Interview with Hollywood Line Producer Julian Moss

Hollywood Line Producer Julian MossED– The Eerie Digest very happy to share this interview with our readers of Julian Moss, probably the best Line Producers in Hollywood. Julian, please tell us something about yourself.

JM–  Flattery will get you everywhere!  Well, I tell people that I am British, born and inbred.  The one thing I would like people to know about me is that I am a happy person.  I have a great family background and have literally never had a nightmare in my entire life.  I consider myself to be very fortunate to have wonderful parents and a stable fun childhood.  My adult life – well that’s another story!

I live my life by strict ethics and like to think of myself as ‘A man more sinned against that sinning’ (King Lear).  I love mornings. They excite me. They represent fresh beginnings, prospects and opportunities.  I tend to be a ‘Jack of all trades and a master of none’, but my focus now is to master filmmaking as a writer/director.  The producing, line producing, editing, legal work, accounting and set building experience has just gone to make me wiser and more in tune as a filmmaker, I think.

ED– How did you get started in Film Production?

JM– I graduated with a BA in Visual Communications back in the UK, went to London and became a bodybuilder of all things.  While managing a Gold’s Gym in London I also moved in front of the camera and became an actor.  I mostly did commercials, tiny bit of theater and small parts in film and TV.  Then I fell for the propaganda of Hollywood and moved over here many years ago.  While paying rent as a personal trainer I just wrote and wrote and wrote.  I now have about 11 screenplays that I feel comfortable getting into production and another 3 that will never be read by anyone!  Not very planted seed flourishes into an orchid.  But I wanted to be a filmmaker and to be a filmmaker you have to make films.  So that is what I did.  In 2000 I wrote produced, directed and acted in my first short film ‘The Guest of Honor’.  With an interesting story, a couple of twists, high production value and a tremendous score I was able to hit a home run first time at bat.  It was picked up and distributed on the IFC, AMC and WE TV channels for three years across America and Canada and also played on Delta airlines.  So a couple of years later I made two more short films ‘Ye Olde Agent’ (my favorite) and ‘Two of a Kind’.  My production skills got sharper as the films got longer and the budges smaller.  I learned the art of making deals and putting what money I had up on the screen.  The thing with short films is that you have to wear a number of hats as there is just not the money to pay all the departments.  So I learned how to line produce which is the art of breaking down a script into a shooting schedule and from that building up a budget, dealing with SAG and all the legal paperwork.  I also helped build the sets, design costumes etc.  It was a great foundation for feature films.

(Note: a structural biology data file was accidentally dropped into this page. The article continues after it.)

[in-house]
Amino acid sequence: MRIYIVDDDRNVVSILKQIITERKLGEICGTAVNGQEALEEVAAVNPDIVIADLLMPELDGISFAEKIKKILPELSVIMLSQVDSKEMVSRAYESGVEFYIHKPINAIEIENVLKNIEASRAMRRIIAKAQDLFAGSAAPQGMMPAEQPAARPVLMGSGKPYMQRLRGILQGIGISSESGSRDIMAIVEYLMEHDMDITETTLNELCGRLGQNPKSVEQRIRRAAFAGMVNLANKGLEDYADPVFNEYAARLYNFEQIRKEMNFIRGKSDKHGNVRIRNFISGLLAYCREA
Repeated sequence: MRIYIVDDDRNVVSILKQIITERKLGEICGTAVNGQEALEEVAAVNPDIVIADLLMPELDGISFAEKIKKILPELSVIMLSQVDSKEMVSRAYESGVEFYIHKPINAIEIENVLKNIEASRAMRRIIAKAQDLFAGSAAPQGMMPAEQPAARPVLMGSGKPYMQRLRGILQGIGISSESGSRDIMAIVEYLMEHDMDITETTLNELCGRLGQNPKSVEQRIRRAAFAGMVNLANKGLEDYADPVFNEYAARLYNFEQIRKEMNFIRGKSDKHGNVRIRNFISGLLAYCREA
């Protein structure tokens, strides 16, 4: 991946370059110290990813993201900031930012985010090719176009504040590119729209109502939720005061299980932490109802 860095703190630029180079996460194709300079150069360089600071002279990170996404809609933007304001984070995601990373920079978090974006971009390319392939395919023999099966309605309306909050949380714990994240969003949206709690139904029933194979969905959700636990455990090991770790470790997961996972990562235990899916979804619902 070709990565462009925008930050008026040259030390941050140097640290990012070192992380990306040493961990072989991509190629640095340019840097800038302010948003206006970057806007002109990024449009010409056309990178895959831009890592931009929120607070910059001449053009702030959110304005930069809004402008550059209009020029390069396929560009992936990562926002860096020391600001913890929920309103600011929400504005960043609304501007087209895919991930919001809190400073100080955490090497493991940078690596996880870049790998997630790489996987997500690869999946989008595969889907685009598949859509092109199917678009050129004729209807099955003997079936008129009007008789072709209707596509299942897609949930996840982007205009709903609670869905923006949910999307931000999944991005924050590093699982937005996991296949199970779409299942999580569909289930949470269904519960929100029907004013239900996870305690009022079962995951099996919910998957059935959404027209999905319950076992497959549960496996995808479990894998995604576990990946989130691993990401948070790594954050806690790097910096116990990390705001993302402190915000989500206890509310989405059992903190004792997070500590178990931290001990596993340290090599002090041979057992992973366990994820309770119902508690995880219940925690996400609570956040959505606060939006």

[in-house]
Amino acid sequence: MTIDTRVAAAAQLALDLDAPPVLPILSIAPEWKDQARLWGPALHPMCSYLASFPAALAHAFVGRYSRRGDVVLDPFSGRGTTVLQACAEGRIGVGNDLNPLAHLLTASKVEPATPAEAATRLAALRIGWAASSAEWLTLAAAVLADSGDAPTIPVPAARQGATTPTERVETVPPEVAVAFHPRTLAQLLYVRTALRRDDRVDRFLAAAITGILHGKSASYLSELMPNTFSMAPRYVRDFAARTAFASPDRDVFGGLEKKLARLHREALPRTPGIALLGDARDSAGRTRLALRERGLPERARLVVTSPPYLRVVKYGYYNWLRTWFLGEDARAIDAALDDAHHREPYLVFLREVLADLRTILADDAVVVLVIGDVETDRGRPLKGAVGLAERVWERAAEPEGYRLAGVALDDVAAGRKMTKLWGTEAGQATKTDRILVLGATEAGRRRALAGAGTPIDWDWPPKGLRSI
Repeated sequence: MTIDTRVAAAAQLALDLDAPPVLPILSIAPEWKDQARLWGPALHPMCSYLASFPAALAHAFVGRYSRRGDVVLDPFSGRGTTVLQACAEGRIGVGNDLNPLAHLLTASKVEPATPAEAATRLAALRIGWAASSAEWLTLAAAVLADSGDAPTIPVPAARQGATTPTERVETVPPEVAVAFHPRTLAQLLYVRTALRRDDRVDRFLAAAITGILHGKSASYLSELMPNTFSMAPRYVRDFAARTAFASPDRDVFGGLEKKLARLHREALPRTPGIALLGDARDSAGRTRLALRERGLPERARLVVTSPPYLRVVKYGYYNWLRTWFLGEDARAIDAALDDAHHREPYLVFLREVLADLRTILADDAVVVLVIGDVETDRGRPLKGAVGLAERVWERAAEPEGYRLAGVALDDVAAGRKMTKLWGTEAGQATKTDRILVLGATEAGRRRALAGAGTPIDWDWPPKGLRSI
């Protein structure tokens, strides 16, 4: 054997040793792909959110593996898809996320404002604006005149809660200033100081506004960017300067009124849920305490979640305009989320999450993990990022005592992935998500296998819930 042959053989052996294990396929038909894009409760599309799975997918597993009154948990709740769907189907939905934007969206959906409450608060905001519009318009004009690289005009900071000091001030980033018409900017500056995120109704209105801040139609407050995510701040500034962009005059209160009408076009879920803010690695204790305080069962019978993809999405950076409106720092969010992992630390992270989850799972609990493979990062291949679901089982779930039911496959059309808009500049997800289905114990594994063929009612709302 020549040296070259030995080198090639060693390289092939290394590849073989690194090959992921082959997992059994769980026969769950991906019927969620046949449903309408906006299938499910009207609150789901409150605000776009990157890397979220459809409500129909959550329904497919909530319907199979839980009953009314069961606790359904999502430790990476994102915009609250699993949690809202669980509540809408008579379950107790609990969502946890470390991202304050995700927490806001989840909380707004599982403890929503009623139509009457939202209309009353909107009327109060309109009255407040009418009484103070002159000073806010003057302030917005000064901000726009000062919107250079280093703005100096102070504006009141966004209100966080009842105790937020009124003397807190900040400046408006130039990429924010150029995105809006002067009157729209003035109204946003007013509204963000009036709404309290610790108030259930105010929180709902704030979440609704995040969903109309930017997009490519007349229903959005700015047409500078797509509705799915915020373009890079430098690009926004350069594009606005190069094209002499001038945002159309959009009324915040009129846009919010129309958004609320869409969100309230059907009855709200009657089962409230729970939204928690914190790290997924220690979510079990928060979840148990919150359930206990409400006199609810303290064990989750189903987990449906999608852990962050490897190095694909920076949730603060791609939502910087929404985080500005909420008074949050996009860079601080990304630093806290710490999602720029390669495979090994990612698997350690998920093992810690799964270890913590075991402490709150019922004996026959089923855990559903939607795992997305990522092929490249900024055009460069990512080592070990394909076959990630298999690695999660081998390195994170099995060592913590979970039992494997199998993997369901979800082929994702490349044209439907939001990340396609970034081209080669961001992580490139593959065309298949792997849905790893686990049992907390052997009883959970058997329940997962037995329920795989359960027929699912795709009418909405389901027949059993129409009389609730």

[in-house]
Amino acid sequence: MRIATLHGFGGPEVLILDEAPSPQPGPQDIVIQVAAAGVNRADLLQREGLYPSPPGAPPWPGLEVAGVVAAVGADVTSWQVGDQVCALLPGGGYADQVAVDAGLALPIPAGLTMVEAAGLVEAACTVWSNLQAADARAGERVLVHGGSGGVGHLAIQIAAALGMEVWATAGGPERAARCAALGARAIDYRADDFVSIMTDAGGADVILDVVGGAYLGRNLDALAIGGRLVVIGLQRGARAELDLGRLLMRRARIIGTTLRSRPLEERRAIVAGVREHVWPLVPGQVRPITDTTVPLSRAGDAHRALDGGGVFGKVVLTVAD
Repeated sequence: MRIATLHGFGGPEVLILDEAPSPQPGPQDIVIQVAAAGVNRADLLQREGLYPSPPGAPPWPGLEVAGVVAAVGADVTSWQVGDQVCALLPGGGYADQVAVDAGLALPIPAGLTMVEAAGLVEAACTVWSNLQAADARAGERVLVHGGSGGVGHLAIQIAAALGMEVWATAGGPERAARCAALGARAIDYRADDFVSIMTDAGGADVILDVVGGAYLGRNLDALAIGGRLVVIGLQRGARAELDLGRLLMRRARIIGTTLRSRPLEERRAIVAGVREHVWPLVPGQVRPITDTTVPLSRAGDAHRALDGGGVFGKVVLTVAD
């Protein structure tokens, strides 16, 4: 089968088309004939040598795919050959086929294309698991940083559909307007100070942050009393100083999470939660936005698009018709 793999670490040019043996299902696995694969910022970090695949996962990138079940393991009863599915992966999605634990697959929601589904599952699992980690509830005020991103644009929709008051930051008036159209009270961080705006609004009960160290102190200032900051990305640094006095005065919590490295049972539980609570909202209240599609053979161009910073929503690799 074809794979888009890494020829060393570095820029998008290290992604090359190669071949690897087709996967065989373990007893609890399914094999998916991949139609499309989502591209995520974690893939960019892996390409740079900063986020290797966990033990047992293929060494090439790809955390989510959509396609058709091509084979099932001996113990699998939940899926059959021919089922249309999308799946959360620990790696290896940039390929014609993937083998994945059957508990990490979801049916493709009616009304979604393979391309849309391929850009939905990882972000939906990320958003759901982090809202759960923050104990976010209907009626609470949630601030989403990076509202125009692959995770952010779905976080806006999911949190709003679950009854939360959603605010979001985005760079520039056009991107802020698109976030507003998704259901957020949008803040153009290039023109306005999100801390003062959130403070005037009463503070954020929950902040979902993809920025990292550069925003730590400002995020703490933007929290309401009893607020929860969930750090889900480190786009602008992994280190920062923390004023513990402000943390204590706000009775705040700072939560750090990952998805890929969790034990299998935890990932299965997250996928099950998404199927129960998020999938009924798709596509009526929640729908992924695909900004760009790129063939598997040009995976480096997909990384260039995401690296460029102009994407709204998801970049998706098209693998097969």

ED– You have worn many hats in your career. You have been a Producer, Actor, Director, and Editor. What has been your favorite, and tell us something about each hat that you have sported.

JM– To me writing, directing and editing are the same discipline.  It all involves a vision.  In this case the vision is the same throughout my own films.  It is easier for me to edit my own films than to be hired as an editor on someone else’s film.  Producing and Line Producing are business skills.  It’s not that creative, but it is very rewarding to see it all come to fruition.  Directing is actually the easiest for me.  It requires three things; preparation, preparation and …..oh yes…. preparation!  I compare directing to a conductor of an orchestra. To the audience it looks like a man wafting a small stick.  What they do not see are the weeks of preparation that has gone into each element of the orchestra so that they play harmoniously on the day.  Same with directing.  Knowing the pace of the script, the mood and feel of the piece dictates they style in which it is to be shot.  I usually go to the locations and plan camera angles and lenses, create shot lists and visualize the transitions between scenes.  What that gives you is time on the actual shoot days for inspiration based upon a firm foundation of what you want.  Then all I have to do is coach the actors to give me variations and choices of performance within the parameters of the style for which I am looking.